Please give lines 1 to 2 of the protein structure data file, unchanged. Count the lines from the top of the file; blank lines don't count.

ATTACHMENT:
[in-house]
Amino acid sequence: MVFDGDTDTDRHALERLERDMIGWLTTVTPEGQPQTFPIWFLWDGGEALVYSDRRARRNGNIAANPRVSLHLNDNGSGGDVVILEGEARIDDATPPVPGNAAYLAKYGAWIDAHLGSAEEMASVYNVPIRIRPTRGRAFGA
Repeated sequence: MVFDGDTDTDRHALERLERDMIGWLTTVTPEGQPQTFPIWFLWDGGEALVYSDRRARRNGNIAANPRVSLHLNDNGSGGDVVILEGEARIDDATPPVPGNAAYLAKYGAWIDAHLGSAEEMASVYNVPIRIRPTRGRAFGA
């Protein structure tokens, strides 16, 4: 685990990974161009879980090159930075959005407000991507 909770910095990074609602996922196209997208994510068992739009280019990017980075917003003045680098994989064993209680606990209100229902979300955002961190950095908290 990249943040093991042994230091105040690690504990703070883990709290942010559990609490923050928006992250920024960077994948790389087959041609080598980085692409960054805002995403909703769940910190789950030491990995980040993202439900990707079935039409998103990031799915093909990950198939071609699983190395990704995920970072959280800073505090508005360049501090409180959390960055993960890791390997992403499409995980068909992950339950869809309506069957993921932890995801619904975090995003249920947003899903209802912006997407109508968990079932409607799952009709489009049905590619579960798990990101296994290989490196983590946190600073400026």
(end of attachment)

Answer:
[in-house]
Amino acid sequence: MVFDGDTDTDRHALERLERDMIGWLTTVTPEGQPQTFPIWFLWDGGEALVYSDRRARRNGNIAANPRVSLHLNDNGSGGDVVILEGEARIDDATPPVPGNAAYLAKYGAWIDAHLGSAEEMASVYNVPIRIRPTRGRAFGA